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House Votes to Keep Americans in Dark on Food, Passes Industry’s 'DARK Act' 25.7.2015 Commondreams.org Newswire
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House Votes to Keep Americans in Dark on Food, Passes Sndustry’s 'DARK Act' 25.7.2015 Commondreams.org Newswire
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Backed by food and agriculture interests, U.S. House passes voluntary GMO-labeling bill 24.7.2015 MinnPost
CC/Flickr/Stephenie Schukraft Under the House bill, companies can choose to put U.S. Department of Agriculture-certified labels on their products identifying them as GMO or non-GMO. WASHINGTON — After years of staying out of a contentious debate, Congress came closer to passing policy regarding the labeling of genetically-modified foods for the first time ever. On Thursday, the House of Representatives voted to pass the Safe and Accurate Food Labeling Act , which would establish a national, voluntary, federally-administrated standard system for the labeling of GMO and genetically engineered foods. Critically, the bill would prevent states and localities from passing their own mandatory GMO labeling laws — a central point of contention that lawmakers, interest groups, and activists have focused on. It would invalidate the laws of states like Vermont, for example, which passed a mandatory labeling statute last year. The Minnesota legislature has considered labeling bills before, but none have become law. ...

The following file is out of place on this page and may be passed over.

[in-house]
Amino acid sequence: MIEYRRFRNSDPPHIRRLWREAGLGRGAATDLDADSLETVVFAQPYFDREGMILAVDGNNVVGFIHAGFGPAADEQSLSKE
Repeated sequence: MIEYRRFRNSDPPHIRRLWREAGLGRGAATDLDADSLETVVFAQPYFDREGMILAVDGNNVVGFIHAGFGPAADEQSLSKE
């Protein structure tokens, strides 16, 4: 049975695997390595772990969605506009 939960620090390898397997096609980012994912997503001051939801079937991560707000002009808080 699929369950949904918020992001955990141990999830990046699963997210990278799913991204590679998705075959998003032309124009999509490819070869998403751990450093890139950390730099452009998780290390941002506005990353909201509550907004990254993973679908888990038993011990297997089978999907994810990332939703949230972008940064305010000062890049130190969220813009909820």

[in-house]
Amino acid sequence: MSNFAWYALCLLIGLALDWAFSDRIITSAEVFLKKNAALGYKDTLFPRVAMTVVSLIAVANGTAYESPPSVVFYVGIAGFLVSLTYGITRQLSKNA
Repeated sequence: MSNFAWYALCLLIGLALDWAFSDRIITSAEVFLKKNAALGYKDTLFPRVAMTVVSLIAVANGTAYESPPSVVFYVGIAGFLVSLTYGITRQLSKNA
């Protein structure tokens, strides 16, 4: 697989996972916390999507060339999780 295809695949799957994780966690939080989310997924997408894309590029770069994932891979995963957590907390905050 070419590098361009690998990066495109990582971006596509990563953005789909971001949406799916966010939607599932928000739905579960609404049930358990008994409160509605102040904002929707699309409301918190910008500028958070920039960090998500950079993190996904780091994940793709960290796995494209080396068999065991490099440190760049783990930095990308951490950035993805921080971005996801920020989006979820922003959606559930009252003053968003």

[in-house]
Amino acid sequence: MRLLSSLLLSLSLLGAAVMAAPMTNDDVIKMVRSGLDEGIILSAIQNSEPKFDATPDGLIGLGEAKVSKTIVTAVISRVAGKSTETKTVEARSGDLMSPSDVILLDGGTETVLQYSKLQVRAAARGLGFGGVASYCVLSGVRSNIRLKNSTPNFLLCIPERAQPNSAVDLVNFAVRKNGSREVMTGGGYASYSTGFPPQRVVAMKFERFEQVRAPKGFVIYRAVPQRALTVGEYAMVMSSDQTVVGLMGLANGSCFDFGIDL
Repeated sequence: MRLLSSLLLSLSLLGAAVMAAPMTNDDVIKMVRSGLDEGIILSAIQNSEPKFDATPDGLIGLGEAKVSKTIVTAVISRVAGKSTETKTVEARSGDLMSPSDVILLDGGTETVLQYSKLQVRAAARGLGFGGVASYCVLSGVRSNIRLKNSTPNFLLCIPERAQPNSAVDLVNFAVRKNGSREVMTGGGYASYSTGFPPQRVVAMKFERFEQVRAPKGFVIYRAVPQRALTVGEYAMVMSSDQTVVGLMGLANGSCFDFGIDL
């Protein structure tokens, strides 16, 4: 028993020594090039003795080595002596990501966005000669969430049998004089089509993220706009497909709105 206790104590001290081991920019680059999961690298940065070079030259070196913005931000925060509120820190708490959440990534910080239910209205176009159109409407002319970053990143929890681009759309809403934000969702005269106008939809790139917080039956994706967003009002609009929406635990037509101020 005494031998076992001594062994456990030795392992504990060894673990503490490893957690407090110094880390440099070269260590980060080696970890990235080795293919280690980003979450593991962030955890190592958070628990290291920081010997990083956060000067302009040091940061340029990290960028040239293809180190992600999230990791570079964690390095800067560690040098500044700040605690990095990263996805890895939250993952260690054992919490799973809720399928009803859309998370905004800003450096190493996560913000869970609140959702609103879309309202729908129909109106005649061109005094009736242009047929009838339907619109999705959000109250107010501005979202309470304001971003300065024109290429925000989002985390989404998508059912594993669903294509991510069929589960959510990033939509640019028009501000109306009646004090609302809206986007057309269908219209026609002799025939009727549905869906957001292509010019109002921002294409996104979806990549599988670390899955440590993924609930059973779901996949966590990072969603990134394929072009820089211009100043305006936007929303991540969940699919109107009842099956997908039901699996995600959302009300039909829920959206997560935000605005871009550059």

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'Corporate Influence Has Won': House Passes Anti-GMO Labeling Bill 24.7.2015 CommonDreams.org Headlines
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You Don’t Matter. House Votes for Monsanto’s Right to Deceive Consumers 24.7.2015 Commondreams.org Views
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House to states: Don't you dare demand GMO labels 24.7.2015 Minnesota Public Radio: News
Opponents of GMO labeling, including some of the biggest food manufacturers, have turned to Congress, and this week they achieved their first notable success.
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House To States: Don't You Dare Demand GMO Labels 24.7.2015 NPR News
A solid majority in the House of Representatives has voted to block efforts in some states to require labeling of GMOs.
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HUFFPOST HILL - Jeb Bush Proposes To End Grandma As We Know It 24.7.2015 Politics on HuffingtonPost.com
Jeb Bush sat down with some Koch brothers types and argued we should "phase out this program" -- Medicare -- because nothing says "great politics" like a Bush proposing to radically change a major entitlement program. Rick Santorum said he regrets saying homoseuality could lead to bestiality, a remark that has dogged him for years. And Ron Johnson finally answered the rarely asked question, Is our children learning? Turns out they is not. This is HUFFPOST HILL for Thursday, July 23rd, 2015: WHAT IS JIM WEBB DOING? Jason Linkins on how different things are for Webb since he got his start in 2005: "Now, nearly 10 years after Webb was drafted to embark on his political career, the former senator has set his sights on a larger prize -- the Democratic Party's presidential nomination. But some of the people who helped pave the way for Webb's electoral career won't be joining up for his presidential campaign. 'I don't support it in any way, shape, or form,' says Lowell Feld, a Democratic political activist who ...